What you buy and sell in stock market is “Shares”
When establishing a corporation, owners may choose to issue common stock or preferred shares to investors. Companies issue equity shares to investors in return for capital, which is used to grow and operate the firm.
Unlike debt capital, obtained through a loan or bond issue, equity has no legal mandate to be repaid to investors, and shares, while they may pay dividends as a distribution of profits, do not pay interest. Nearly all companies, from small partnerships or LLCs to multinational corporations, issue shares of some kind.
Shares of privately-held companies or partnerships are owned by the founders or partners. As small companies grow, shares are sold to outside investors in the primary market. These may include friends or family, and then angel or venture (VC) investors. If the company continues to grow, it may seek to raise additional equity capital by selling shares to the public on the secondary market via an initial public offering (IPO). After an IPO, a company’s shares are said to be publicly traded and become listed on a stock exchange.
Most companies issue common shares. These provide shareholders with a residual claim on the company and its profits, providing potential investment growth through both capital gains and dividends. Common shares also come with voting rights, giving shareholders more control over the business. These rights allow shareholders of record in a company to vote on certain corporate actions, elect members to the board of directors, and approve issuing new securities or payment of dividends. In addition, certain common stock comes with pre-emptive rights, ensuring that shareholders may buy new shares and retain their percentage of ownership when the corporation issues new stock.
In comparison, preferred shares typically do not offer much market appreciation in value or voting rights in the corporation. However, this type of stock typically has set payment criteria, a dividend that is paid out regularly, making the stock less risky than common stock. Because preferred stock takes priority over common stock if the business files for bankruptcy and is forced to repay its lenders, preferred shareholders receive payment before common shareholders but after bondholders. Because preferred shareholders have priority in repayment upon bankruptcy, they are less risky than common shares.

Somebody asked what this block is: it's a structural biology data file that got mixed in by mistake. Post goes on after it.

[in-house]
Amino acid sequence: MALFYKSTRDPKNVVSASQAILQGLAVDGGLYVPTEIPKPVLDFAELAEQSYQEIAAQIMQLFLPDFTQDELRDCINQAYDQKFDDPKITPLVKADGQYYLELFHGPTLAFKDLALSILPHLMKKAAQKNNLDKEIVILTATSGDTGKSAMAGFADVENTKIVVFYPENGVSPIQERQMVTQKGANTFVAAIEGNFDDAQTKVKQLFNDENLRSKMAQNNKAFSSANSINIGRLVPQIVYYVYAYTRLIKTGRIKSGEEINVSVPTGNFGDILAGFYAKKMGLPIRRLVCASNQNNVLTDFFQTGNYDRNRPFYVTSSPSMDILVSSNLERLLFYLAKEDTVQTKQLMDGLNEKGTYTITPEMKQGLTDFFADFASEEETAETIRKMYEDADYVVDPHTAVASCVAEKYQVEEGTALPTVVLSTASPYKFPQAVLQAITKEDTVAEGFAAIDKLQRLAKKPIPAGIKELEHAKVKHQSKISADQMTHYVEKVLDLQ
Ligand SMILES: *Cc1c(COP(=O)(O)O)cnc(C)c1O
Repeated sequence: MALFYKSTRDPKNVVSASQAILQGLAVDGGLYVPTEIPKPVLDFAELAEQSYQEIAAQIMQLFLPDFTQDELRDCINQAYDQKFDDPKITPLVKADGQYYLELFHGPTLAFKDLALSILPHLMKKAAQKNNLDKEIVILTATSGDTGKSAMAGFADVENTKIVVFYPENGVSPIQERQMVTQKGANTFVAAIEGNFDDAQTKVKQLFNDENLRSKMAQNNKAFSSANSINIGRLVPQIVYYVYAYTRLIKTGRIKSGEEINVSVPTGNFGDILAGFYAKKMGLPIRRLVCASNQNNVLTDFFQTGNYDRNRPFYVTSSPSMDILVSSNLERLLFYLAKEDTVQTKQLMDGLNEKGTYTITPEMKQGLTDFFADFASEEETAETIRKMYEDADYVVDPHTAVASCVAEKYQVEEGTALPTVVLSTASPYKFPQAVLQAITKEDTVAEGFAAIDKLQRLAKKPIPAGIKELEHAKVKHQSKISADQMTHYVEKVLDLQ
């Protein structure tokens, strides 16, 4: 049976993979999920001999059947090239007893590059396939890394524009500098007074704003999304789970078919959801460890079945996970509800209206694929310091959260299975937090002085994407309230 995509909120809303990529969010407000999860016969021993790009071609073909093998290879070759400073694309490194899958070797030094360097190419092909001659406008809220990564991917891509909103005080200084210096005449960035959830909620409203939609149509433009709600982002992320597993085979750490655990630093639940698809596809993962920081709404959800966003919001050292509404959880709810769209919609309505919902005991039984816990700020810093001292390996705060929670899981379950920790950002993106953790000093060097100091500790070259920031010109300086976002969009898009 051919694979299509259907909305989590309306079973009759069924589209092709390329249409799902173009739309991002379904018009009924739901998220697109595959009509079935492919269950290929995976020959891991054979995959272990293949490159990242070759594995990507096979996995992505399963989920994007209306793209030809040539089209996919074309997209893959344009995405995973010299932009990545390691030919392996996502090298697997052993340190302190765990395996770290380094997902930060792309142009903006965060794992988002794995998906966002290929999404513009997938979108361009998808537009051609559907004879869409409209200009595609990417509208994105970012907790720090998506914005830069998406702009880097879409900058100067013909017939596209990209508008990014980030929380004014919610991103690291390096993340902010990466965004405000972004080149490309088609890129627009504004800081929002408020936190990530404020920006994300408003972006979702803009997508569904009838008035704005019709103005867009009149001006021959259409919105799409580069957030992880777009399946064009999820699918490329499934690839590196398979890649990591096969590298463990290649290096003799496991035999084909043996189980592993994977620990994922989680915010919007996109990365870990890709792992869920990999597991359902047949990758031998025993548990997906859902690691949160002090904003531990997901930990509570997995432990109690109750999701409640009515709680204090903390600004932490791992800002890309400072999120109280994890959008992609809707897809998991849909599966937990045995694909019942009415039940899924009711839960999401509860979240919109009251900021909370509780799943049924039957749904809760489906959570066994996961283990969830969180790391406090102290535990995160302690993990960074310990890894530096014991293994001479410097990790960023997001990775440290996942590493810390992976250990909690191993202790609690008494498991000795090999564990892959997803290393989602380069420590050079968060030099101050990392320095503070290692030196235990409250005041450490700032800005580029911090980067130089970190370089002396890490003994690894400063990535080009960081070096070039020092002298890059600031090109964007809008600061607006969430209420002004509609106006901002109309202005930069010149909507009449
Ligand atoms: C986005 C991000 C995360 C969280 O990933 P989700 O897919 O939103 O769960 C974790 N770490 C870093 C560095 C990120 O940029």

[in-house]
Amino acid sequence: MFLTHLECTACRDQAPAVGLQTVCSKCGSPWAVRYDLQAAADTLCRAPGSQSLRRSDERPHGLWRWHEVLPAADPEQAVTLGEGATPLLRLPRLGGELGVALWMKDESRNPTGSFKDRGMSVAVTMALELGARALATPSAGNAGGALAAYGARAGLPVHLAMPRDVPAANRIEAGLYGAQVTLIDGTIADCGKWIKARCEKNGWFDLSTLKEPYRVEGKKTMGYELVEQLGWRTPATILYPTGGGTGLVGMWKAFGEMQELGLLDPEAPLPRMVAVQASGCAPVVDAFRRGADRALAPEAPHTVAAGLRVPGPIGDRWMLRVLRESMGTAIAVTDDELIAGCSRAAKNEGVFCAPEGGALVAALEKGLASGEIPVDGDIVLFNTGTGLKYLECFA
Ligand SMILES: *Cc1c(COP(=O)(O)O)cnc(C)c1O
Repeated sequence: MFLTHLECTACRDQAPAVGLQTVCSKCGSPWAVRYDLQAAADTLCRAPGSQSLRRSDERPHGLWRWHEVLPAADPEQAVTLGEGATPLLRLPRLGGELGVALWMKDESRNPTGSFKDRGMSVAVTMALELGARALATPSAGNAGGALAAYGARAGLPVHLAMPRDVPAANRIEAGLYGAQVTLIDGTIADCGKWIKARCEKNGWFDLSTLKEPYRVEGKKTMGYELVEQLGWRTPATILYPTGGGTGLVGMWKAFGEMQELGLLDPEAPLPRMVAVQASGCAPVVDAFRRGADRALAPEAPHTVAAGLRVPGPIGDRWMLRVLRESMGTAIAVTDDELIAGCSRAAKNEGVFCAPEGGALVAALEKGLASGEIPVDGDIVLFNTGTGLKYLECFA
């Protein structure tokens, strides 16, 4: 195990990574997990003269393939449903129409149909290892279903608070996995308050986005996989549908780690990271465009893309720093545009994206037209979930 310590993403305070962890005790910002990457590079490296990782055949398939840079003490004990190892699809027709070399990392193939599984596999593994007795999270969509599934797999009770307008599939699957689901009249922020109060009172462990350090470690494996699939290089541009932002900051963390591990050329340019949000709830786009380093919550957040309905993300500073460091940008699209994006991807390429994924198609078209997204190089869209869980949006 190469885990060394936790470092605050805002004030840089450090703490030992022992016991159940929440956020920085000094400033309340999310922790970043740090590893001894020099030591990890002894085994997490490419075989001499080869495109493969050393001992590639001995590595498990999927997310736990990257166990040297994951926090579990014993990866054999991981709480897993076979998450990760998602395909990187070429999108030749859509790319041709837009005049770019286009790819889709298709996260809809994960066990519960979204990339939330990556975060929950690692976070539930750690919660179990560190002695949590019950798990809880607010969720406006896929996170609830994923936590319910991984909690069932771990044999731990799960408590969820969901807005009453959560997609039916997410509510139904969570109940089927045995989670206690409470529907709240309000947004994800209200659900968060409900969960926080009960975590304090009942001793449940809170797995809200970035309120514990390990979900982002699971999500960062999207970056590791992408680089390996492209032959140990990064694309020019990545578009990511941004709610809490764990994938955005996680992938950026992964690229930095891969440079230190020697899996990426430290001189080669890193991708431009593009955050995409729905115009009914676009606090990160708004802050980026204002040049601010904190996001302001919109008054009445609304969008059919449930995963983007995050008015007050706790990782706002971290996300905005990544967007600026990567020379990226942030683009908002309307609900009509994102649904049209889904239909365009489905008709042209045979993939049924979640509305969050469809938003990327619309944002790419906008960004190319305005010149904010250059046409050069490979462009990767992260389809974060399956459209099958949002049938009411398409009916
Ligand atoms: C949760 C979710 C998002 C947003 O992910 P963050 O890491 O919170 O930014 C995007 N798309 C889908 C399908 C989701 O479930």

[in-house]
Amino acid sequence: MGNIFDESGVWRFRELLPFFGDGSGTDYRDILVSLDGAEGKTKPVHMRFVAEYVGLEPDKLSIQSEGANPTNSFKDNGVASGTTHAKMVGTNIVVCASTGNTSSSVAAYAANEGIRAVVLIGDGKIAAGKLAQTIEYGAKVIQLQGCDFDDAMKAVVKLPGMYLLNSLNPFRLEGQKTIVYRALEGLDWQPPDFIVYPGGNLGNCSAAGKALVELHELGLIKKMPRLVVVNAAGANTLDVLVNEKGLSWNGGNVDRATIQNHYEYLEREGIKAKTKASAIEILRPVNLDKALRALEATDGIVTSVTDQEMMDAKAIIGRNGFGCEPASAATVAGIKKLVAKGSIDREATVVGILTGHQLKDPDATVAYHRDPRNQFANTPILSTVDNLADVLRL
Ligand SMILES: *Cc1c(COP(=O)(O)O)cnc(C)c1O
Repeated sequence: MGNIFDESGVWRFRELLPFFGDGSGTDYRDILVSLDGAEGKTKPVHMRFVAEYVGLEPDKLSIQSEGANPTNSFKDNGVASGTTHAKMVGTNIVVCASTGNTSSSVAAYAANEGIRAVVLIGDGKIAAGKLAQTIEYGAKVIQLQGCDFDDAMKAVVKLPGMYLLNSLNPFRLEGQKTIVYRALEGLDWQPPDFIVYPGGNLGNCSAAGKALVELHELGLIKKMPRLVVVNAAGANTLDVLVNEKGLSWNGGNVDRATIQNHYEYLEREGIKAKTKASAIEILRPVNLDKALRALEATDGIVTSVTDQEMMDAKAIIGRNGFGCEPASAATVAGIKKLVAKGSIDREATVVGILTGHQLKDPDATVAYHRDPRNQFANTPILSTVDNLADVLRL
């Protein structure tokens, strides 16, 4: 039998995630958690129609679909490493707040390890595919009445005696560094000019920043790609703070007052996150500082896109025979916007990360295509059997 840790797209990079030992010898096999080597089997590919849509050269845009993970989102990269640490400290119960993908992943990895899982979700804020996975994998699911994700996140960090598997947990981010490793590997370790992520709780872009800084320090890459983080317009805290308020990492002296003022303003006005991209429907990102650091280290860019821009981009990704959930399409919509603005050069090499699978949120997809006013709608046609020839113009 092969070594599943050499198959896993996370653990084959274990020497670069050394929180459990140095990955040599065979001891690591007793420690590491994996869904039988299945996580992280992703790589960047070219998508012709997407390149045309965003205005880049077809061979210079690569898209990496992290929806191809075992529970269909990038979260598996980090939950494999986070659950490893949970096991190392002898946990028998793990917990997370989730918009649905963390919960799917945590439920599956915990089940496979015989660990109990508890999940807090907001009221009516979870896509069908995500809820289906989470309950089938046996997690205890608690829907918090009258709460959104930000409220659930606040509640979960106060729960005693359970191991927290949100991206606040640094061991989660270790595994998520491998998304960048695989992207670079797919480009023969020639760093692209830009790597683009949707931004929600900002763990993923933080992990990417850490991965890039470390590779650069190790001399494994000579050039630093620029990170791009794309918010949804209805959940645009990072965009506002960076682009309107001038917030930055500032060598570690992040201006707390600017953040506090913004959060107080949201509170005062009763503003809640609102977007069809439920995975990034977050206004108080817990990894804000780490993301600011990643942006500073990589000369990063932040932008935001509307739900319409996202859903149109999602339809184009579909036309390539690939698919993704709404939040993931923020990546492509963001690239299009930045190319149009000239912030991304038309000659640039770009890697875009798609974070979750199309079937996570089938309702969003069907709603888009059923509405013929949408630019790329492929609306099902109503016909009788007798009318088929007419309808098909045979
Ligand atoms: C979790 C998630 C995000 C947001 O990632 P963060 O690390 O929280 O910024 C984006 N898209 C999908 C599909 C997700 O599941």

Physical paper stock certificates have been replaced with electronic recording of stock shares. The issue and distribution of shares in public and private markets is overseen by the Security and Exchange Board of India (SEBI).
What are the shares?
In simple words, a share indicates a unit of ownership of the particular company. If you are a shareholder of a company, it implies that you as an investor, hold a percentage of ownership of the issuing company. As a shareholder you stand to benefit in the event of the company’s profits, and also bear the disadvantages of the company’s losses.
Shares represent equity ownership in a corporation or financial asset, owned by investors who exchange capital in return for these units. Most companies have shares, but only the shares of publicly-traded companies are found on stock exchanges.
What are the types of shares?
These are also known as ordinary shares, and it comprises the bulk of the shares being issued by a particular company. Equity shares are transferable and traded actively by investors in stock markets. As an equity shareholder, you are not only entitled to voting rights on company issues, but also have the right to receive dividends. However, the dividends – issued from the profits of the company – are not fixed. You must also note that equity shareholders are subject to the maximum risk – owing to market volatility and other factors affecting stock markets – as per their amount of investment.
The types of shares in this category can be classified on the basis of: